Local actions, global impact

Short-tailed swallowtail (Photo by Sue Labbe, CC-BY-NC)

Short-tailed swallowtail (Photo by Sue Labbe, CC-BY-NC)

Canada is home to plants and animals found nowhere else on the planet. We need to protect them — for the next generations, and for the world.

Every nation has a unique role in saving our planet’s endangered species. As Canadians, it’s important that we know about the plight and prospects of wildlife from around the world. But it’s most critical that Canadians know about the fellow species that share our lands and waters, especially those that are threatened. These are the plants and animals that we steward and can take action to protect. Our decisions alone will determine their future.

If you live in Canada, you share your country with about 80,000 known wild species. This Canadian collection of known plants and animals includes a small but important group that live only here. And many of them are at risk of disappearing.

About 300 plants and animals occur only in Canada and nowhere else in the world. No other country can protect them. NatureServe Canada and the Nature Conservancy of Canada (NCC) recently released a report on this select group of nationally endemic wildlife. If we want to pass on the full richness of the world’s wildlife to the next generations, we need to protect all of these species.

We can use this time of social distancing to nudge closer to nature; to learn a little more about even just one of our endangered species that lives only Canada. Learning why they might disappear, and learning what we can do to save them. Here are six all-Canadian plants and animals that you are helping the Nature Conservancy of Canada to protect.

1  Queen Charlotte hairy woodpecker

British Columbia | Known from the area near the Kumdis River Conservation Area. NCC will be conducting additional surveys for this species.

This subspecies is found only on Haida Gwaii and is distinguished from mainland hairy woodpeckers by its brownish underparts and extra black bars on its back and tail. It nests in tree cavities in mature old-growth forests. More information is needed on its population and trends.

2  Wood bison

Alberta | Birch River Wildland Provincial Park

Wood bison are the cousins of plains bison and live in the boreal forest. They are the largest land animal in the Americas. They were nearly wiped out by over- hunting in the 1800s. Wild populations occur in the Yukon, Northwest Territories and northern Alberta and BC.

3  Cains screw moss

Ontario | Prairie Smoke Nature Reserve on the Carden Alvar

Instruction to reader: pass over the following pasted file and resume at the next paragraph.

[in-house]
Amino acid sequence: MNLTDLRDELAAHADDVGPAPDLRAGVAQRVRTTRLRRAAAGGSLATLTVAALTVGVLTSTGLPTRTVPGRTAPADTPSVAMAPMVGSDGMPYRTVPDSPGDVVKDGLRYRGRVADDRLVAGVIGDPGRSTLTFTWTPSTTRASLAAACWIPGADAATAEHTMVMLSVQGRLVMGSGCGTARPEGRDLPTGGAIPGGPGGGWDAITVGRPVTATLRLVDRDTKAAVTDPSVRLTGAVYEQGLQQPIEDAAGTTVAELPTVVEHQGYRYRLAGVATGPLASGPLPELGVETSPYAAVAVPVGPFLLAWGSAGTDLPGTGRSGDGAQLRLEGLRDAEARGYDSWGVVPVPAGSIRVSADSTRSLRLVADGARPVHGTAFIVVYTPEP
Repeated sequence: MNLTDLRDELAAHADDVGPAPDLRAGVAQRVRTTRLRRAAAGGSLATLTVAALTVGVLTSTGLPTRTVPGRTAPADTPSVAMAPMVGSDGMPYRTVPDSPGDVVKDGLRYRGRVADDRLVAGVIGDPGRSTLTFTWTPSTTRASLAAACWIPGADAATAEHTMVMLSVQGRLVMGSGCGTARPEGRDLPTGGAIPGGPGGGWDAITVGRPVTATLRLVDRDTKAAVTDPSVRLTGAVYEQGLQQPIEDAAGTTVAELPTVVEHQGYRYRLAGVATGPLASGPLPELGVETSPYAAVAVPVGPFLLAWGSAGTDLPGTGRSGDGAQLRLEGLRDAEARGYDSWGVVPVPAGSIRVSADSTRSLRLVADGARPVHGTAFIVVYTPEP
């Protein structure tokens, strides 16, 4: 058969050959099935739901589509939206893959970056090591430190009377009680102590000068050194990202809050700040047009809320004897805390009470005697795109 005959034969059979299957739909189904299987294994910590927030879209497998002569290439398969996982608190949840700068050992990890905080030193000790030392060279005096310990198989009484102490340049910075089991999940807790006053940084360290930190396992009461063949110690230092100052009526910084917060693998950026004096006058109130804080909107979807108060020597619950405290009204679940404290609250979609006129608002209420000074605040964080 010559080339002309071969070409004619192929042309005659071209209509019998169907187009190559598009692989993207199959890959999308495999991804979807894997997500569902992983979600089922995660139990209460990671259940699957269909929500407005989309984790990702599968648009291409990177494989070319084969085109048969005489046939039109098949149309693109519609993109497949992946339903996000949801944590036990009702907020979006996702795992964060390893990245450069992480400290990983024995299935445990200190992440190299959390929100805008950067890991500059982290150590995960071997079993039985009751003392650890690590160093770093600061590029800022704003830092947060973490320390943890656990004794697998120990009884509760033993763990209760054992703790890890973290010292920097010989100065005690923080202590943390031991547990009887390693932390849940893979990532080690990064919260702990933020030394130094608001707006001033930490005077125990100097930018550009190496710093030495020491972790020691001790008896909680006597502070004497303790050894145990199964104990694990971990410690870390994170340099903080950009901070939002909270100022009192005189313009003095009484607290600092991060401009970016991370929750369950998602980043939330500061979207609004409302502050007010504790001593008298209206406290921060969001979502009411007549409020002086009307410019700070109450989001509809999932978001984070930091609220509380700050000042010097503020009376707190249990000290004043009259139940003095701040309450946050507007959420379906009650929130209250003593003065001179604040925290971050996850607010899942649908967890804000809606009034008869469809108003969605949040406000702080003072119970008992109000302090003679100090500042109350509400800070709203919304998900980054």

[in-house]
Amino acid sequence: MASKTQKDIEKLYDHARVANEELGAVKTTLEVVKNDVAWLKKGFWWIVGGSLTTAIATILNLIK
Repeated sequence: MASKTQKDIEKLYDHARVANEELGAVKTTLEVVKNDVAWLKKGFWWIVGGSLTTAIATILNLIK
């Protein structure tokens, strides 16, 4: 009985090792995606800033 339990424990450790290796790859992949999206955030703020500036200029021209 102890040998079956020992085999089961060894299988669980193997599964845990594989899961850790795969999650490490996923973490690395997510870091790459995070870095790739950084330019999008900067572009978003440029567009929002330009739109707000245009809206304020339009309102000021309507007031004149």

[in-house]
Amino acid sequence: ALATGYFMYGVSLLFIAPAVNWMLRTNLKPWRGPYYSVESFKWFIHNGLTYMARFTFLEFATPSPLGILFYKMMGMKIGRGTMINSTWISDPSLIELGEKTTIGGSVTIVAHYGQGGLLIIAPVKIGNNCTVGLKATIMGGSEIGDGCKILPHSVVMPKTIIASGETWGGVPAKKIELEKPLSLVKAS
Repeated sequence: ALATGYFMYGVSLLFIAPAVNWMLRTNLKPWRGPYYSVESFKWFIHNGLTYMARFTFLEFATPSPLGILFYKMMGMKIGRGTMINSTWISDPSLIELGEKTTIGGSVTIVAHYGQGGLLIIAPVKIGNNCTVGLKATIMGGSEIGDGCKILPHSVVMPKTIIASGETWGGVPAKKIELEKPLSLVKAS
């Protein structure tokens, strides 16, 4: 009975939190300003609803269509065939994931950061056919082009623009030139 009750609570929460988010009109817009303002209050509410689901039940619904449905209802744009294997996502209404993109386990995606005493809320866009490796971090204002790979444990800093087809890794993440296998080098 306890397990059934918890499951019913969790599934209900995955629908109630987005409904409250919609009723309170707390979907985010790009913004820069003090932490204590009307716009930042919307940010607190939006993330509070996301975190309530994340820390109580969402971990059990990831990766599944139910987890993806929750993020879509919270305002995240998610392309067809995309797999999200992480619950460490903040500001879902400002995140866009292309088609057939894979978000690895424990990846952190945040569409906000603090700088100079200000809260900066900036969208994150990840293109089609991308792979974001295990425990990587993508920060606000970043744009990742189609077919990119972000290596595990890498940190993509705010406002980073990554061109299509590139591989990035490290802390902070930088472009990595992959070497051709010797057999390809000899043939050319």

This globally rare moss is less than two centimetres in height and has slightly twisted leaves. It is currently known to exist only in Ontario, where it is restricted to specialized alvar habitats on the Bruce Peninsula and Carden Alvar. These limestone plains occur in only a few places in the world.

4  Victorins gentian

Quebec| Pointe aux Pins, Batture de l’Isle-aux-Grues and Pointe de Saint-Vallier

This striking blue flower can only be found along the upper intertidal zone of the estuary of the St. Lawrence River in Quebec. It is currently found in fewer than 30 sites and is vulnerable to shoreline disturbance from trampling and all-terrain vehicle traffic.

5  Short-tailed swallowtail

New Brunswick | Miscou Island, Point Escuminac Nature Reserve, Barachois and Tabusintac Estuary

There are two subspecies of short-tailed swallowtail that occur only in eastern Canada. It primarily lays its eggs on Scotch lovage. This large butterfly lives in coastal marshes, dunes and headlands. These coastal areas are threatened by development and sea level rise.

6  Magdalen Islands juniper

Quebec | Magdalen Islands   Nova Scotia | Sable Island   Newfoundland and Labrador | Grand Codroy Estuary

This evergreen shrub can be found only on Quebec’s Magdalen Islands, on Sable Island off the coast of Nova Scotia and in southwest Newfoundland. It can be found growing on wind-swept sand dunes and rocky barrens. This variety of the common juniper can be distinguished by its longer cones.

This story originally appeared in the Fall 2020 issue of the Nature Conservancy of Canada Magazine. To learn more about how you can receive the magazine, click here.

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